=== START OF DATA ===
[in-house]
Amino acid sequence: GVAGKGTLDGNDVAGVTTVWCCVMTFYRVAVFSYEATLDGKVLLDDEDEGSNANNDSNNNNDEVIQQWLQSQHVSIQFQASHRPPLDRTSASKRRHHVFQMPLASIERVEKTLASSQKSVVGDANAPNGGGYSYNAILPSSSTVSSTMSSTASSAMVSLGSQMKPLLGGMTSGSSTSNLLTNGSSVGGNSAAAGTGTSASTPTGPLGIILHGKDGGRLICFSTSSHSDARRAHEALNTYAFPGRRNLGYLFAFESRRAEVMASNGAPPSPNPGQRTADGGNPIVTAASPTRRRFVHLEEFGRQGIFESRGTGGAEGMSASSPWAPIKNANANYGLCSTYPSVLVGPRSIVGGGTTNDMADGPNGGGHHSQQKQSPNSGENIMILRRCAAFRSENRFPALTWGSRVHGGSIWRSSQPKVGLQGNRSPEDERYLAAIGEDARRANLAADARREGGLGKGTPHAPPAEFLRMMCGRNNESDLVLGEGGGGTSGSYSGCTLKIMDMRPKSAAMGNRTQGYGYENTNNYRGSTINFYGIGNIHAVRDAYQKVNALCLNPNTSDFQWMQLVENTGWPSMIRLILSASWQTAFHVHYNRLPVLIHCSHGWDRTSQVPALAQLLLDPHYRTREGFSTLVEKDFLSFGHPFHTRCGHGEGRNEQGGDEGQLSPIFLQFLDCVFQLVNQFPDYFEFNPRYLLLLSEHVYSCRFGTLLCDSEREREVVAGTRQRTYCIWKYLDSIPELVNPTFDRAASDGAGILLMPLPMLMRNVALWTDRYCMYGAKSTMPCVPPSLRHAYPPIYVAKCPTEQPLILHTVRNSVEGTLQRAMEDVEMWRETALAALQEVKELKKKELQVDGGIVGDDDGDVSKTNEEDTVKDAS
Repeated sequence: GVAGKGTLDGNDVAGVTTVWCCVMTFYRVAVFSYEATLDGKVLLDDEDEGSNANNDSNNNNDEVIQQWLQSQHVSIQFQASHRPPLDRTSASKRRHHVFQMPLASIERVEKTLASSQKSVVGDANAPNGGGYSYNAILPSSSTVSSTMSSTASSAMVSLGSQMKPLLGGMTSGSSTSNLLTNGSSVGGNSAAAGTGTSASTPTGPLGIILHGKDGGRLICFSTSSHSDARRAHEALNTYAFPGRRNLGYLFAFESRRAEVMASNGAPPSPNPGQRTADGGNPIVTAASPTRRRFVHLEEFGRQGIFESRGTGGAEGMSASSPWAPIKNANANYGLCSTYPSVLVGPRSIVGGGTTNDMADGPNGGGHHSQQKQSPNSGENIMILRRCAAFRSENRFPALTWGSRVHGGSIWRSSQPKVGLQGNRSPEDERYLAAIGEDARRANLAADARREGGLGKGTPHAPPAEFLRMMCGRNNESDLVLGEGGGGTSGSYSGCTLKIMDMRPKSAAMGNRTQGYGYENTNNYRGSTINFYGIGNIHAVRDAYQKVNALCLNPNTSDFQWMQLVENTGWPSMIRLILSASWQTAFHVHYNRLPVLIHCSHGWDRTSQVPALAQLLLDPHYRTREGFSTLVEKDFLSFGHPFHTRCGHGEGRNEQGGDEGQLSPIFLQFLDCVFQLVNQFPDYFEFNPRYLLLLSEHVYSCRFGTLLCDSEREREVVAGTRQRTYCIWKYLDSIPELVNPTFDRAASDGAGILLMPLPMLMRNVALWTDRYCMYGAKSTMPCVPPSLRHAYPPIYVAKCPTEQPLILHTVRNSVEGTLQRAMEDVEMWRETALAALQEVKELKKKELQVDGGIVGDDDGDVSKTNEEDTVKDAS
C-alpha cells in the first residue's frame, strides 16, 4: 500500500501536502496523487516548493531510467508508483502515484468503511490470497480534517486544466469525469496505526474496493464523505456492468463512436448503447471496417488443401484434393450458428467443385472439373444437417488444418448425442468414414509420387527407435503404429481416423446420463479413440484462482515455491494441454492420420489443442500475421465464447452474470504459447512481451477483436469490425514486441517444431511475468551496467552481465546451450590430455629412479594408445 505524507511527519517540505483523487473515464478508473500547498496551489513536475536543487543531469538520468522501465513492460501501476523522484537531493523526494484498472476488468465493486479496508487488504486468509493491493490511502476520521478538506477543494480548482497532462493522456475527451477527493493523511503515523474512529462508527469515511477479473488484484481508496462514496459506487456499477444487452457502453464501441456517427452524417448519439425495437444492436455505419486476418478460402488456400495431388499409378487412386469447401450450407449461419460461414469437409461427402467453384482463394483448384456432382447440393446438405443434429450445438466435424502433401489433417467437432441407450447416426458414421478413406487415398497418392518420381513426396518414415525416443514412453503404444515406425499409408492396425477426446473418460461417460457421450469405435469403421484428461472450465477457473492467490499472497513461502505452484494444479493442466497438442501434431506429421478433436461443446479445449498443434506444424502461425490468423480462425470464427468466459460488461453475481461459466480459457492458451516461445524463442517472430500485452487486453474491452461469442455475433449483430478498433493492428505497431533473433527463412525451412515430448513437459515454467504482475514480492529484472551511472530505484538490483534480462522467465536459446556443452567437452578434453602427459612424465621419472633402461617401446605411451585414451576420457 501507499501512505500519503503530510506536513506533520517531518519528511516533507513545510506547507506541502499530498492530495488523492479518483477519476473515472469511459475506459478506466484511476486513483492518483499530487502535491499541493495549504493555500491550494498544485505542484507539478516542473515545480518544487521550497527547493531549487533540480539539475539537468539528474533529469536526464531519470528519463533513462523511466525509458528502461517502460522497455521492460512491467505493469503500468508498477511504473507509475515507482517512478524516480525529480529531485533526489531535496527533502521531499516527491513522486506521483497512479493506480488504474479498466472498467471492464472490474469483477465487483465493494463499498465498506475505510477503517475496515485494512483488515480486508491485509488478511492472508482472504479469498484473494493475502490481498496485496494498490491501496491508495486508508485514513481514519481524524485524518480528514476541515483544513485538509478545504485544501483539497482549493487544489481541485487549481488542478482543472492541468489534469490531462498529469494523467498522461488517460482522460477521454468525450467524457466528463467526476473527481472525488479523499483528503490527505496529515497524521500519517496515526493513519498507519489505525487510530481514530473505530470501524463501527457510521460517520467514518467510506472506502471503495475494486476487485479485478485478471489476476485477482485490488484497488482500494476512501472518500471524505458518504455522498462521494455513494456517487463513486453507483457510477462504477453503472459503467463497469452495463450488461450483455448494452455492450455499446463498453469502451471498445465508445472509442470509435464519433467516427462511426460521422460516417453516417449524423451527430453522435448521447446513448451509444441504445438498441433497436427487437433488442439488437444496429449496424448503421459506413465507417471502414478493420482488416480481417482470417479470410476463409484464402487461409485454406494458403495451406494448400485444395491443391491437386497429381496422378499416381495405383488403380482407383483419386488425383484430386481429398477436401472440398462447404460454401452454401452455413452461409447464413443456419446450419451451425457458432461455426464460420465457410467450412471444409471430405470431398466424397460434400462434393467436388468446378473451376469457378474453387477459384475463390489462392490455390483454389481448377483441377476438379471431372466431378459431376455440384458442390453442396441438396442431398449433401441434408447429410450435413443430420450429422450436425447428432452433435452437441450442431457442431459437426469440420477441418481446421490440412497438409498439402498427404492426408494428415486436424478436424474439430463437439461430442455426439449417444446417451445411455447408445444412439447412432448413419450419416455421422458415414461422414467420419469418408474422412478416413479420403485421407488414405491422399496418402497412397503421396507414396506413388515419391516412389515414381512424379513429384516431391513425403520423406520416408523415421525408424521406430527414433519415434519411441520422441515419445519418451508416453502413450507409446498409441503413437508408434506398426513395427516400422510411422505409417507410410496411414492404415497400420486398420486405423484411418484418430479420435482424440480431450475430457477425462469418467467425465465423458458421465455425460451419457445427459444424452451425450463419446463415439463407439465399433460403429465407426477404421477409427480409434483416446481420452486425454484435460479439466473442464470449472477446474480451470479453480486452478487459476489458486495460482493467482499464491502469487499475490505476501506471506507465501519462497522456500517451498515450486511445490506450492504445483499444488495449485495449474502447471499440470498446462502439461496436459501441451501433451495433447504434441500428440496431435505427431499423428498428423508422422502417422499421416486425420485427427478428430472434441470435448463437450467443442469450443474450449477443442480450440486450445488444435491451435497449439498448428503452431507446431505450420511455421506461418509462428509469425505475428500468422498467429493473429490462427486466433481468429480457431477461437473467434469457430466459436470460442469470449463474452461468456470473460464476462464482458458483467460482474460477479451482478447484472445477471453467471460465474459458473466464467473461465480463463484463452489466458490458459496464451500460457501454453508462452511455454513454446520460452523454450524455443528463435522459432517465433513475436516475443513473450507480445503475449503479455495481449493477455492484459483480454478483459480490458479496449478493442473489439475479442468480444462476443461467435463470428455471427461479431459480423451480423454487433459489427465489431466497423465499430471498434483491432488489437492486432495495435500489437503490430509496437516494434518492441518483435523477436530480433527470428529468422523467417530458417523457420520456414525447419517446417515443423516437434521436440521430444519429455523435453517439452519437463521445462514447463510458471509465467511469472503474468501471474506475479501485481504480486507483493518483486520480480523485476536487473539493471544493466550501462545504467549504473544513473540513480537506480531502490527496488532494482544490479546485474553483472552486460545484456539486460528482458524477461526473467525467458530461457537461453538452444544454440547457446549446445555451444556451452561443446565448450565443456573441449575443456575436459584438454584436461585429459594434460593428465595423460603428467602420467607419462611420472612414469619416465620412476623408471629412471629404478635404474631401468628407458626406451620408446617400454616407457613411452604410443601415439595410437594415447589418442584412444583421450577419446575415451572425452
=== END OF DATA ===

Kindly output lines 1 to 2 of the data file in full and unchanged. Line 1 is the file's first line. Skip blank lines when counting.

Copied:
[in-house]
Amino acid sequence: GVAGKGTLDGNDVAGVTTVWCCVMTFYRVAVFSYEATLDGKVLLDDEDEGSNANNDSNNNNDEVIQQWLQSQHVSIQFQASHRPPLDRTSASKRRHHVFQMPLASIERVEKTLASSQKSVVGDANAPNGGGYSYNAILPSSSTVSSTMSSTASSAMVSLGSQMKPLLGGMTSGSSTSNLLTNGSSVGGNSAAAGTGTSASTPTGPLGIILHGKDGGRLICFSTSSHSDARRAHEALNTYAFPGRRNLGYLFAFESRRAEVMASNGAPPSPNPGQRTADGGNPIVTAASPTRRRFVHLEEFGRQGIFESRGTGGAEGMSASSPWAPIKNANANYGLCSTYPSVLVGPRSIVGGGTTNDMADGPNGGGHHSQQKQSPNSGENIMILRRCAAFRSENRFPALTWGSRVHGGSIWRSSQPKVGLQGNRSPEDERYLAAIGEDARRANLAADARREGGLGKGTPHAPPAEFLRMMCGRNNESDLVLGEGGGGTSGSYSGCTLKIMDMRPKSAAMGNRTQGYGYENTNNYRGSTINFYGIGNIHAVRDAYQKVNALCLNPNTSDFQWMQLVENTGWPSMIRLILSASWQTAFHVHYNRLPVLIHCSHGWDRTSQVPALAQLLLDPHYRTREGFSTLVEKDFLSFGHPFHTRCGHGEGRNEQGGDEGQLSPIFLQFLDCVFQLVNQFPDYFEFNPRYLLLLSEHVYSCRFGTLLCDSEREREVVAGTRQRTYCIWKYLDSIPELVNPTFDRAASDGAGILLMPLPMLMRNVALWTDRYCMYGAKSTMPCVPPSLRHAYPPIYVAKCPTEQPLILHTVRNSVEGTLQRAMEDVEMWRETALAALQEVKELKKKELQVDGGIVGDDDGDVSKTNEEDTVKDAS